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Create a Measurable Marketing Plan

Ensure you deliver on your business' promises and achieve your goals.

Every successful business starts with a clear business plan. Within that plan lies the all-important marketing plan. Some businesses, however, never seem to actually execute that proposed marketing approach.

As times are changing and customers are looking for better deals and better experiences, businesses need to ensure they have detailed a clear approach to delivering on their business’ promises while achieving the intended business goals and results. Here’s a closer look at how to approach your marketing plan and how to ensure you can deliver, year in and year out.

Start with a mission

Before you begin thinking of a catchy slogan or competitor-crushing goals, begin your marketing plan by understanding the “what” and “why” of your business. This is where you decide what you’ll offer and why you think customers will purchase it.

Brainstorm a list of mission elements—that is, the identifiable aspects of your products or services, which customers you think you can serve and how you’ll differentiate yourself from any existing competitors. Create a simple list of prioritized business intentions, using those mission elements to further drive you to define how you’ll deliver on each. Keep these intentions simple. If they’re too complex or even ambiguous to define, it’s likely going to be difficult to take practical actions toward achieving them. And, if you’re struggling with this initial phase of determining your marketing plan, you need to rethink your intentions and capabilities (better now than later, right?).

Take those business philosophy goals you’ve set and make them real by defining exactly what you’ll do and how you’ll do it

Distill your strategic actions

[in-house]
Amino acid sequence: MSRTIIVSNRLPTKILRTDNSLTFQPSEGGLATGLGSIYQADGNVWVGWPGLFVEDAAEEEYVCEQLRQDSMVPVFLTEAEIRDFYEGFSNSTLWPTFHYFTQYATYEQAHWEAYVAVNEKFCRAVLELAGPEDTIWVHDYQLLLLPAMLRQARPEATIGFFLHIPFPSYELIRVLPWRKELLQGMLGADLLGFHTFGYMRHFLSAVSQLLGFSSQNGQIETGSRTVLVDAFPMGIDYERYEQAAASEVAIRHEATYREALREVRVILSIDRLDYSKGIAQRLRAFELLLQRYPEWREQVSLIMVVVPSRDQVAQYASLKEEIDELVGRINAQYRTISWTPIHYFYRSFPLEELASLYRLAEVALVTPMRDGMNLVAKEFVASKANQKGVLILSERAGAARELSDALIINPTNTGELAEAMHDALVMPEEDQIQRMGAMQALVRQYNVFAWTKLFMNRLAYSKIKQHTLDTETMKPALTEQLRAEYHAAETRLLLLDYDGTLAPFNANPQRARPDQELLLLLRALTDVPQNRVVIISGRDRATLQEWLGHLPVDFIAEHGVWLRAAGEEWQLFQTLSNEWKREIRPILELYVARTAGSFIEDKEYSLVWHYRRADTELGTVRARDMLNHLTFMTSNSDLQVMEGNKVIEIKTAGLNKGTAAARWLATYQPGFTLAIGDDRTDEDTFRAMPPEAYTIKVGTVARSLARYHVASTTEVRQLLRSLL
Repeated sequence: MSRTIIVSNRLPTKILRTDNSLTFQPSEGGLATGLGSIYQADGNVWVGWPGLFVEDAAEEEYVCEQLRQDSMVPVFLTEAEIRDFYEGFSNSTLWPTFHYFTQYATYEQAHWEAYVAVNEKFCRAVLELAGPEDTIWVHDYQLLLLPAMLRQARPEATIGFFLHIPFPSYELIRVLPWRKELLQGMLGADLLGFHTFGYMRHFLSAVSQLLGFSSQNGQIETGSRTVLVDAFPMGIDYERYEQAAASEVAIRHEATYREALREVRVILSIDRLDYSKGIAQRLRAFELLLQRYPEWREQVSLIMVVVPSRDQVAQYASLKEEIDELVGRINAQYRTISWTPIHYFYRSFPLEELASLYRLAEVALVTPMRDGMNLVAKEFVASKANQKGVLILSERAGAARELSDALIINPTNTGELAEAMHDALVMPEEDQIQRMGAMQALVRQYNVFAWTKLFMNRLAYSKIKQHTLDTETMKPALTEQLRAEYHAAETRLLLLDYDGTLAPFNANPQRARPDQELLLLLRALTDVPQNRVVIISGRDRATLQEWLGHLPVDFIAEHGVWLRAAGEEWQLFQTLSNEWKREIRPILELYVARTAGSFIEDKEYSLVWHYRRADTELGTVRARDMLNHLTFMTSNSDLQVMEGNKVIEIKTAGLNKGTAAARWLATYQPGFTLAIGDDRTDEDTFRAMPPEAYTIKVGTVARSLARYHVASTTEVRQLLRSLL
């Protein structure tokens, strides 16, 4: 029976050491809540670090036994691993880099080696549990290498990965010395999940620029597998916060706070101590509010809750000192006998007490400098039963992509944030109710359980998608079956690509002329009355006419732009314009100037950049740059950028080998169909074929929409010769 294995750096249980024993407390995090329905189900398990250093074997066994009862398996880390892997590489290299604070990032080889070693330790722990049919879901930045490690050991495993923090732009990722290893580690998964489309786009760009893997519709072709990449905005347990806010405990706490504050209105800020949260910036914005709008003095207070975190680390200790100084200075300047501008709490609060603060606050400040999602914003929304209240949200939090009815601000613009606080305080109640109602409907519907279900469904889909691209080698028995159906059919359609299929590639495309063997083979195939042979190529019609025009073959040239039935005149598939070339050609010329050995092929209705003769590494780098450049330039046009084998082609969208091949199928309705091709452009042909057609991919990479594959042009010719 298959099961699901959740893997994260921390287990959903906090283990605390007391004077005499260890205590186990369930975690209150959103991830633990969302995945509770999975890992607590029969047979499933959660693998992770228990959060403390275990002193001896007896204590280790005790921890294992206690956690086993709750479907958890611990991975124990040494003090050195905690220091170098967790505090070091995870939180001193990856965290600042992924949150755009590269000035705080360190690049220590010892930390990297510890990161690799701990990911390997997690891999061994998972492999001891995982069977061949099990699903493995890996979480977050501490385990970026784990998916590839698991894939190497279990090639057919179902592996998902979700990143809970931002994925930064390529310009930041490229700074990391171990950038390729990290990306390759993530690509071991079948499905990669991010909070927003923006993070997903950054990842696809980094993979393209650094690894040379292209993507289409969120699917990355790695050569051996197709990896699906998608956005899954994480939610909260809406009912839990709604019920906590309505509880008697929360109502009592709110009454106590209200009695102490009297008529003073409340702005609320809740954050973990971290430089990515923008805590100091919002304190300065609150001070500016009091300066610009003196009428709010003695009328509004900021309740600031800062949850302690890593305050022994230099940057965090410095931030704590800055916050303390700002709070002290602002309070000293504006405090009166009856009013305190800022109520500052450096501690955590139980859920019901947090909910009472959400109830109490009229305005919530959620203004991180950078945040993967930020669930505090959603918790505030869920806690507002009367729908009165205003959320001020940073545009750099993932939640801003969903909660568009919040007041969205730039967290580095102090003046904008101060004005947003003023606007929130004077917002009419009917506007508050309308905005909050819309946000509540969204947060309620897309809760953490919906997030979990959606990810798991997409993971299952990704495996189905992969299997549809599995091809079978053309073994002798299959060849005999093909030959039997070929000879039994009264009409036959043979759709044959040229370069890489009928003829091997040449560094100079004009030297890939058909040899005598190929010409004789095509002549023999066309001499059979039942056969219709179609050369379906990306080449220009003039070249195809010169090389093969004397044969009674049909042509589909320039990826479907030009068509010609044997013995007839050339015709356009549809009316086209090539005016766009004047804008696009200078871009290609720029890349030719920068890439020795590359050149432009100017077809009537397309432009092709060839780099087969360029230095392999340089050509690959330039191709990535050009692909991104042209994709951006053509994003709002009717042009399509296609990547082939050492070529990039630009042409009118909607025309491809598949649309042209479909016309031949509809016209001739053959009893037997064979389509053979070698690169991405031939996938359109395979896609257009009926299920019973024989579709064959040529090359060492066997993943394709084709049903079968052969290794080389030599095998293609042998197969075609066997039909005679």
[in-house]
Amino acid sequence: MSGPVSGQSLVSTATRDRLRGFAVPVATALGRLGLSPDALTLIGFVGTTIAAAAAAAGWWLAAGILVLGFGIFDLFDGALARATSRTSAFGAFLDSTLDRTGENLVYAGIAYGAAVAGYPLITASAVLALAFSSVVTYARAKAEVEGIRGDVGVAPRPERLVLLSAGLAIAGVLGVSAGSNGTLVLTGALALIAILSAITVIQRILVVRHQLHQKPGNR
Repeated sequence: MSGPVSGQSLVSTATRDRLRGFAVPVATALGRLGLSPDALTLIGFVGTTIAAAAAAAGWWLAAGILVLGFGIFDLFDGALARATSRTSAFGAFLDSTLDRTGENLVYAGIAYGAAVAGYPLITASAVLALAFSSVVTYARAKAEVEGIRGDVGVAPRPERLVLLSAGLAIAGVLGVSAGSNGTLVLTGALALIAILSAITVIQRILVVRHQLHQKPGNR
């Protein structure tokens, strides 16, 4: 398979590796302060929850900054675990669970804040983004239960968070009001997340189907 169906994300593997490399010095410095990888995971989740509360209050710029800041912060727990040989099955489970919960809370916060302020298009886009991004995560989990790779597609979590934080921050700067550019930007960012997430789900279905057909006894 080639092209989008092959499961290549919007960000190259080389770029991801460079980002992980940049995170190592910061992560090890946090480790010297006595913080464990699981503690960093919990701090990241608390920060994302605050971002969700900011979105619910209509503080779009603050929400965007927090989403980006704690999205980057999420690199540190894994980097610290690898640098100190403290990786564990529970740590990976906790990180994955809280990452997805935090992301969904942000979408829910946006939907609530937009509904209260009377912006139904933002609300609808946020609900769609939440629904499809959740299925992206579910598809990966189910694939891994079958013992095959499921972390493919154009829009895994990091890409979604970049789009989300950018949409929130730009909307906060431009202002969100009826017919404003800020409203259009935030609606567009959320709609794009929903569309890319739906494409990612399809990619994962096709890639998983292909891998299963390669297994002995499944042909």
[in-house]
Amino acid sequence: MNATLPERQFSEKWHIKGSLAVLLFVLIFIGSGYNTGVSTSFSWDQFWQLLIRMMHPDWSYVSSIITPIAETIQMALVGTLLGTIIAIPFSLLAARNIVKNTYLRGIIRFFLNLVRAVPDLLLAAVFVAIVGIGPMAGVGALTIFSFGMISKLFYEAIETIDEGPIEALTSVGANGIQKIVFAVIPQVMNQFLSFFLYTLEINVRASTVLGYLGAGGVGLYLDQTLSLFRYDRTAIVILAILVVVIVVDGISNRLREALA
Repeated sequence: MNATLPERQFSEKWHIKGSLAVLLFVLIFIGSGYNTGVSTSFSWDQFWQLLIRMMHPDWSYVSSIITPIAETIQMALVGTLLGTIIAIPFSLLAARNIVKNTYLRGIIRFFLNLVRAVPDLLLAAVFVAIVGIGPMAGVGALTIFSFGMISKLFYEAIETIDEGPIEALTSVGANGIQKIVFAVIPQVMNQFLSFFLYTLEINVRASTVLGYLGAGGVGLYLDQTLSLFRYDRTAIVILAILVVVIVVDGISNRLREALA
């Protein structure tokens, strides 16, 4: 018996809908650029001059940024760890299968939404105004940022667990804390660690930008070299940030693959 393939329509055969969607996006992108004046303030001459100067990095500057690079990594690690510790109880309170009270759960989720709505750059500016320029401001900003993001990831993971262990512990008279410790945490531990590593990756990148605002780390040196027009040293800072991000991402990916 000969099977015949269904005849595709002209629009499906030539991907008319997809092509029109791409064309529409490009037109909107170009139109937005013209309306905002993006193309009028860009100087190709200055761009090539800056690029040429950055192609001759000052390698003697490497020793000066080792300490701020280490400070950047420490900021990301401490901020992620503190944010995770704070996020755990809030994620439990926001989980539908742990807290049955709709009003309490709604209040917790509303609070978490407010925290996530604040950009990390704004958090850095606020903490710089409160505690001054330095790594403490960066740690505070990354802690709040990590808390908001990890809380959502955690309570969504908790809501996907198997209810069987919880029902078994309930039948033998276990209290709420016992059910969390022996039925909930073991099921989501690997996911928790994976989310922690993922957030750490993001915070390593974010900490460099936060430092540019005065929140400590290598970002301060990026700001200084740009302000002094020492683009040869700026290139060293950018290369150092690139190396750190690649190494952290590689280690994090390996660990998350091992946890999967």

From your mission intentions, you should next distill a list of statements upon which you can define actionable engagement points and measurable results. For example:

  • Provide more than 100 varieties of a product every day of the year (distilled from “the best selection on the planet”)
  • Purchase an item in three simple clicks of the mouse (distilled from “online selection and purchase as easy as 1-2-3”)
  • Offer goods at 10 percent less than any competitor’s prices (distilled from “we guarantee the lowest prices on everything we sell”)

You get the idea. Take those business philosophy goals you’ve set and make them real by defining exactly what you’ll do and how you’ll do it to ensure you can and will meet those goals.

Also, during this phase of your marketing plan development, be sure to ferret out any as yet undefined intentions that aren’t truly measurable. While it’s perfectly fine to seek intentions such as product or service superiority, best-in-market shopper experience, and customer trust and loyalty, those statements alone are ultimately not actionable, nor measurable. Distill those into practical actions and measurements that will hopefully uphold and return on your overall mission results.

Plan. Do. Check. Act.

It boils down to these four verbs that have guided businesses of all sizes for decades. For you and your business, your marketing planning revolves around these four actions:

  • Plan: Establish your goals in concrete actions that will yield a measurable result.
  • Do: Implement the methods and mechanics to allow you to reach customers and convert sales, driven by your predefined goals.